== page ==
You, the parents, who are about to circumcise your son, may and must discuss certain issues with any prospective mohel, so that you know if he is the mohel who fulfills your needs.
If you want a certified supervised mohel - ask to see a license or certification badge.
If you are concerned about your child's health - verify that the mohel sterilizes his instruments, as is required by the Ministry of Health and as is stipulated in his mohel manual.
If it is important to you that your guests not wait unnecessarily before the ceremony - ask your mohel to be punctual (you might consider asking your guests to arrive earlier than the time you set with the mohel in case the guests arrive late and the mohel is unable to wait.)
If you are interested in a house call - inquire whether your mohel is willing. Most mohels visit the baby in his own home prior to the circumcision to check that he is the proper weight and condition for circumcision. There are mohels who also visit after the circumcision - to ensure that the circumcision wound is healing properly. This is all included, of course, in the rate charged for the brit. The mohel's manual issued by the Chief Rabbinate does in fact mandate house visits.
If you have questions regarding the upcoming circumcision - make sure that you have received answers.
The mohel should instruct you clearly:
- How to prepare the baby for the circumcision and how to care for the baby after the circumcision.
- What symptoms should elicit concern (for general directions, see the end of this pamphlet).
- How should you feed the baby (before and after), and diaper him.
- What medications can be administered (before and after), and how should the circumcision wound - be washed, disinfected, bandaged, etc.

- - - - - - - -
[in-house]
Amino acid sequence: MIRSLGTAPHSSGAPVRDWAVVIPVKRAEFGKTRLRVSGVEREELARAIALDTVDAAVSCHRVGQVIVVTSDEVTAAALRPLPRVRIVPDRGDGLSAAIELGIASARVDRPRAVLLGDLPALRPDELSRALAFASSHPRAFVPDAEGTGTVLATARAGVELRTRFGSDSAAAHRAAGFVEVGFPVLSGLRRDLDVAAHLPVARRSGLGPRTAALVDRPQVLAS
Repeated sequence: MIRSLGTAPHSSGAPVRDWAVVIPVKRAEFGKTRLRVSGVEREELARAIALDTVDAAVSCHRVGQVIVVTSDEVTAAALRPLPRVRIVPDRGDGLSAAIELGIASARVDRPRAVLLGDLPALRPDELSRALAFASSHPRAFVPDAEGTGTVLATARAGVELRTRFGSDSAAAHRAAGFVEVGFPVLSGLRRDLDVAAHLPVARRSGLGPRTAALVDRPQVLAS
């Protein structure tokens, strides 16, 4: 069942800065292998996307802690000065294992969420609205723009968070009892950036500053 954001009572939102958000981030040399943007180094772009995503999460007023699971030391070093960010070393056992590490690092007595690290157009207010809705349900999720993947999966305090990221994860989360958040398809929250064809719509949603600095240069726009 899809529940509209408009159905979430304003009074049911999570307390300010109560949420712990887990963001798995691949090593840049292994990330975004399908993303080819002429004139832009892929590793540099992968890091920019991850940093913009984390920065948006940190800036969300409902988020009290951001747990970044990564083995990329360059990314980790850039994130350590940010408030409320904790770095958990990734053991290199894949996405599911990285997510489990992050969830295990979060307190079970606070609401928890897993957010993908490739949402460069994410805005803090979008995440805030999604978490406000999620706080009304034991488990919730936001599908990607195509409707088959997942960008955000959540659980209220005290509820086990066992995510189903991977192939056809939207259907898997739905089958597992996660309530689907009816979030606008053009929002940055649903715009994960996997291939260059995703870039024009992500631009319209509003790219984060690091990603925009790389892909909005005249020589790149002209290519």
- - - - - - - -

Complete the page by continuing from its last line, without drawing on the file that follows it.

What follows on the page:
The mohel is not certified to prescribe any prescription medications for the baby or to use sedatives in the form of drops, injections, or suppositories without your permission or a doctor's permission.
If you will need to contact the mohel after the circumcision - take down his phone numbers and verify how easy it is to reach him. It is likely that you will have questions after the brit and your mohel must be available to answer them.
If you want to assign certain "kibbudim" (responsibilities during the brit) to family or friends - discuss this with the mohel. Your may designate specific relatives and friends to read some of the texts of the ceremony, to carry the baby to the brit, and the like. Inform your mohel which texts he will say, and which, others will recite.
If you want to avoid any hassles - review with the mohel the day before the brit what he expects you to bring with you to the brit, and what he himself plans to bring. Who is bringing the wine? Who is bringing the tallits, the brit cushion, Elijah's chair? How many cloth diapers will he need? How should you dress the baby?
If you prefer a specific way of soothing your baby - discuss the matter with the mohel in advance. Certain parents oppose having their child suck on a gauze pad dipped in wine, or prefer grape juice, a pacifier, or sugar water. Some are not interested in the mohel putting his own finger or the baby's finger in the baby's mouth. The mohel cannot guess your feelings if you don't express them!
If the child has any sort of medical problem, and if your family has genetic bleeding disorders (such as hemophilia) - you must inform your mohel of this!